Cautious optimism seems to be the prevailing mood among some of the bioinformatics vendors that have signed up to develop analysis tools for Illumina's Base-Space applications store.
Most companies on the initial developer list have described Illumina's app-based model as a good fit for the life sciences space, but made it clear that they will be keeping a close eye on adoption rates when the store officially opens.
Illumina introduced BaseSpace Apps at the BioIT World Conference last April and released a list of companies — all of whom currently offer web-based or cloud-enabled tools — that it had tapped to develop and offer apps for sale. The list includes GenoLogics Life Sciences, Golden Helix, Ingenuity Systems, Knome, Omixon, and Station X, among others.
For the initial launch of BaseSpace apps, most vendors on Illumina's partner list are developing single applications that will offer a subset of the functionalities that exist in their standard software suites.
Omixon, for instance, is developing an HLA genotyping application for identifying disease associations using whole-genome or whole-exome data as well as from targeted sequencing data, Attila Bérces, the company's CEO, says. The app, which is currently in beta testing, will also be included in Omixon Target, the company's desktop software tool for analyzing targeted next-generation sequence data, he adds.
Another company on Illumina's list, Golden Helix, intends to enable its newly developed visualization tool, dubbed GenomeBrowse, to stream information in real time from BaseSpace, according to Andrew Ferrin, Golden Helix's executive vice president for business development and services. He says that the company also intends to offer GenomeBrowse for free via its own cloud infrastructure.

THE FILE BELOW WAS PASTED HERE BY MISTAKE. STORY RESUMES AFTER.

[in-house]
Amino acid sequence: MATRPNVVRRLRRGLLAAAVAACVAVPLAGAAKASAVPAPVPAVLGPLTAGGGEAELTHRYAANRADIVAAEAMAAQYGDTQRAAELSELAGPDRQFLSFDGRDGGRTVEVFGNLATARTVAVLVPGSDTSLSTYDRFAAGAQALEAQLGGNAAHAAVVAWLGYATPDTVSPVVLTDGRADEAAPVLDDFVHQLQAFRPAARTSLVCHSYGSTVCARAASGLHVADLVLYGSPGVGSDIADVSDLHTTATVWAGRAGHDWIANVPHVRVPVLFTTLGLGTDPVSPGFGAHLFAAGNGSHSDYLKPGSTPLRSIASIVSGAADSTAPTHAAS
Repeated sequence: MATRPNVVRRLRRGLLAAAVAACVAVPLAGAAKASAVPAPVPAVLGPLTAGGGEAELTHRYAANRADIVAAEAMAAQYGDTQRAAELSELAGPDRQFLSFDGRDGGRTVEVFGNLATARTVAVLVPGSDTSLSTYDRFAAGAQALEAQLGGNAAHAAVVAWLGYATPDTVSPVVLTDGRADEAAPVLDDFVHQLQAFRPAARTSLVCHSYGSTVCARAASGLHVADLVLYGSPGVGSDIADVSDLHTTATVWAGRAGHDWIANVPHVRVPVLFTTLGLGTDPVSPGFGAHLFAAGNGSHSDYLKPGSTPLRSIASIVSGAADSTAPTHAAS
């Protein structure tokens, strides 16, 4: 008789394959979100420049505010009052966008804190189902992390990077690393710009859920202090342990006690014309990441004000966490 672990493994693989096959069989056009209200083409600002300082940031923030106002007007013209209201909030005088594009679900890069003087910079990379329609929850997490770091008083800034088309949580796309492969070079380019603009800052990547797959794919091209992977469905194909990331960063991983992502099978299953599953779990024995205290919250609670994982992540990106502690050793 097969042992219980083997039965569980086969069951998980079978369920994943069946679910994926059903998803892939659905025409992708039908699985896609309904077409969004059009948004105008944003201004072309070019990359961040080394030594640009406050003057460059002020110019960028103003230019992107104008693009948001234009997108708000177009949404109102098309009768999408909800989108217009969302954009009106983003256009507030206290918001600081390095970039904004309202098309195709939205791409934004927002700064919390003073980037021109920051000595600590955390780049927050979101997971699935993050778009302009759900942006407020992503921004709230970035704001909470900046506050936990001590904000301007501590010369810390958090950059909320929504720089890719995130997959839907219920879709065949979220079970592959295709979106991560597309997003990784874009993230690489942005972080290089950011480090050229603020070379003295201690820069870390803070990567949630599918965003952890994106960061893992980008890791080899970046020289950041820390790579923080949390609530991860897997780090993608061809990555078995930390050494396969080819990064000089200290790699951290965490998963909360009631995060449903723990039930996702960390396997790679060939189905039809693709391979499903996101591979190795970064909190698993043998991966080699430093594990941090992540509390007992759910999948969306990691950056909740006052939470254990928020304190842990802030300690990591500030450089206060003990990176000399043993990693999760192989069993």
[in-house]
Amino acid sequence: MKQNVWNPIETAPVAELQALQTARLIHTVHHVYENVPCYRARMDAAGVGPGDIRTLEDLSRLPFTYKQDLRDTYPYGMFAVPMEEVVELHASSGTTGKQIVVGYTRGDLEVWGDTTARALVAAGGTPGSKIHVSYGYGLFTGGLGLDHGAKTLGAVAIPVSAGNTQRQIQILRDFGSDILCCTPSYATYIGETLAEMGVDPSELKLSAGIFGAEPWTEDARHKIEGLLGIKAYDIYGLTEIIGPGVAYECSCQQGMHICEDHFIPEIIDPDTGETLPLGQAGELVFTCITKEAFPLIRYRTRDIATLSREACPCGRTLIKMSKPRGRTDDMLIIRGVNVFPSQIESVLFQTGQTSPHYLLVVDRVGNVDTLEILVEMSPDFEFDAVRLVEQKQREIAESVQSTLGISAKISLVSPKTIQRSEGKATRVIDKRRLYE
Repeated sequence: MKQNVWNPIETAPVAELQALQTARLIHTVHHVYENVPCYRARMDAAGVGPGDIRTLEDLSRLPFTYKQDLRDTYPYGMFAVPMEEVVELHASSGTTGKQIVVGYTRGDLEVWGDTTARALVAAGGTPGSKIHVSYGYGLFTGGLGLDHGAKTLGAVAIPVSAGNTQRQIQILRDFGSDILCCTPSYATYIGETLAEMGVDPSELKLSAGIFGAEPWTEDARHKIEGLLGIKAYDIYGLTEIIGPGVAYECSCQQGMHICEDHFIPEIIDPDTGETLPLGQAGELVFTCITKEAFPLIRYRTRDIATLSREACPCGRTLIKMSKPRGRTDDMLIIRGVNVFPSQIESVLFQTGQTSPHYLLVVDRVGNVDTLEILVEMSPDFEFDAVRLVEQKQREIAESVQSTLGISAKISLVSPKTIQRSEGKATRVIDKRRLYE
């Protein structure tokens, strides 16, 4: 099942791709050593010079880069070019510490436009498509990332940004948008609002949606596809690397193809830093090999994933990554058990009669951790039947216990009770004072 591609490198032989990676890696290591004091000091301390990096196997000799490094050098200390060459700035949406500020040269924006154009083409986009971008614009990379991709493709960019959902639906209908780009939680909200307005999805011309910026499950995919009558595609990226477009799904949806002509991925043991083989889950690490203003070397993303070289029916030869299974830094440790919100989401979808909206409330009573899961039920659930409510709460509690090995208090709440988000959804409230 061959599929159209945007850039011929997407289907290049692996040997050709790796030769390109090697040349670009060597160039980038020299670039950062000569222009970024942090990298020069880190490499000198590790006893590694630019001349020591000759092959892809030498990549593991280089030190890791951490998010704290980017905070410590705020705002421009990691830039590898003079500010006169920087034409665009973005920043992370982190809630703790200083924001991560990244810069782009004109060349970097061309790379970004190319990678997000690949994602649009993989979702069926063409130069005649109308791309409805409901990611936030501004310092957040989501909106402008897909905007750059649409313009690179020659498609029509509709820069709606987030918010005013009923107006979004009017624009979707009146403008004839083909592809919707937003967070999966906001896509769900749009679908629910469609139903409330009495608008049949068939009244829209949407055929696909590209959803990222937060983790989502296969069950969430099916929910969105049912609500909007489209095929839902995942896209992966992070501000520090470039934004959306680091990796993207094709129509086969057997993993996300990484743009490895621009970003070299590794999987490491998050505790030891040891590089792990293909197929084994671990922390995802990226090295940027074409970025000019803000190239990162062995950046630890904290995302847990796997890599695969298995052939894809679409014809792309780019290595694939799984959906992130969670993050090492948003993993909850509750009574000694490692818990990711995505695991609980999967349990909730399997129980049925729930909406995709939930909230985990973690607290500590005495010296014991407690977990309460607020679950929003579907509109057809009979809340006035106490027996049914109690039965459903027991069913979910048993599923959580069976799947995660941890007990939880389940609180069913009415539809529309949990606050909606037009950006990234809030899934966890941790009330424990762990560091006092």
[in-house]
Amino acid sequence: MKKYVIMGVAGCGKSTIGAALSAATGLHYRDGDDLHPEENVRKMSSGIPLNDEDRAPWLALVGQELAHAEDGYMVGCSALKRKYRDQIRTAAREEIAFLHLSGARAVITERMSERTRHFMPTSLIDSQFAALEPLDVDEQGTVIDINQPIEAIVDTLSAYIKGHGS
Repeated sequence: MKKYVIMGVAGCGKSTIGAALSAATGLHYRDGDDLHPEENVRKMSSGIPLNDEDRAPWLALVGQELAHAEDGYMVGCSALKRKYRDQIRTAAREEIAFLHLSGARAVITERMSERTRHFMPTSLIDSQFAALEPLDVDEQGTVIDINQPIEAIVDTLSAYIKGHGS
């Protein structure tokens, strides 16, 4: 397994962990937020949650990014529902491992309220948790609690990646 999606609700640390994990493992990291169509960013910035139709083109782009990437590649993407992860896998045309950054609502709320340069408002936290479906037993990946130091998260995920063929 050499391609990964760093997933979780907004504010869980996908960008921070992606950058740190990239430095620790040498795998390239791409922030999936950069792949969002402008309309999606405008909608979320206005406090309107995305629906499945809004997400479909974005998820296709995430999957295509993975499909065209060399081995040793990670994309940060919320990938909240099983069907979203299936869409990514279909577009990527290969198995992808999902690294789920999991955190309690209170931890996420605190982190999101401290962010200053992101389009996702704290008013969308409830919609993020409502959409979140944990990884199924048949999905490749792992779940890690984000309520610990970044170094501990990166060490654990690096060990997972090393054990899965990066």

Illumina is allowing app developers to pick the prices for their tools. Alex Dickinson, Illumina's senior vice president of cloud -genomics, has said that the company will split the revenues generated from app sales with its partners — Illumina will receive 30 percent of the sale revenues and the remaining 70 percent will go to the app provider.
Most vendors appear to be staying away from licensing or subscription--based approaches, but it's not clear how they are setting appropriate pricing for their tools. Some companies, such as Station X, say that they are still working out pricing details and models, while others have settled on specific price points — a pay-per-sample model in most cases — but declined to disclose exact amounts.